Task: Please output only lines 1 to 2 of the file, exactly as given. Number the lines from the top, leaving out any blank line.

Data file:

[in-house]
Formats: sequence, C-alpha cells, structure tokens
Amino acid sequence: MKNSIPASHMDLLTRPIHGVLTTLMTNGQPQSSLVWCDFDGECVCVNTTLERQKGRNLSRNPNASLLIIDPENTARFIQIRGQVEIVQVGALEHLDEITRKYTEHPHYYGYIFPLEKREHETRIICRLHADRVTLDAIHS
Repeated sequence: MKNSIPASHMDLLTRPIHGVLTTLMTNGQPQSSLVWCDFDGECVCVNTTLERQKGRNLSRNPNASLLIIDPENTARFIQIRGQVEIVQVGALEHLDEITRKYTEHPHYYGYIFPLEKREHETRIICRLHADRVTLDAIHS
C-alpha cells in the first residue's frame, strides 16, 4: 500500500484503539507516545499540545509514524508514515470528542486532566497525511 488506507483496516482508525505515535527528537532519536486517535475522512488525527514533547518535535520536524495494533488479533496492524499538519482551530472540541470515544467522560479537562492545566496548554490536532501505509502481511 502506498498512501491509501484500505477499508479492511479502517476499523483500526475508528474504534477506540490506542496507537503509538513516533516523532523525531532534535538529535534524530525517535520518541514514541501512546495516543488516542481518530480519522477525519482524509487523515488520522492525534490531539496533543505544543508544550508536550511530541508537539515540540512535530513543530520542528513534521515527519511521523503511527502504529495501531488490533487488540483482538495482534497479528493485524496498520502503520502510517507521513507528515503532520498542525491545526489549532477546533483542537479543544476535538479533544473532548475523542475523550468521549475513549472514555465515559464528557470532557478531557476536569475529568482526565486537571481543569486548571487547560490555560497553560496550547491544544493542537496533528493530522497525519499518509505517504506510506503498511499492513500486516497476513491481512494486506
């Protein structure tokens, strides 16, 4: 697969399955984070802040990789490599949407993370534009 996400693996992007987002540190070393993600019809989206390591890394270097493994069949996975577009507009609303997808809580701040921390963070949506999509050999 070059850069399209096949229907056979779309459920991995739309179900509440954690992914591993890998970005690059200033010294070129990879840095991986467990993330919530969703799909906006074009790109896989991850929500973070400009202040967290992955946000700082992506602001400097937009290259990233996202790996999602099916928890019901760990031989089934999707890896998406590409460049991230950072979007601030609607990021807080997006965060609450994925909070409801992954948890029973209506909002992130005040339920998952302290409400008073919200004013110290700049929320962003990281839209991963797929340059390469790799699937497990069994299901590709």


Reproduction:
[in-house]
Formats: sequence, C-alpha cells, structure tokens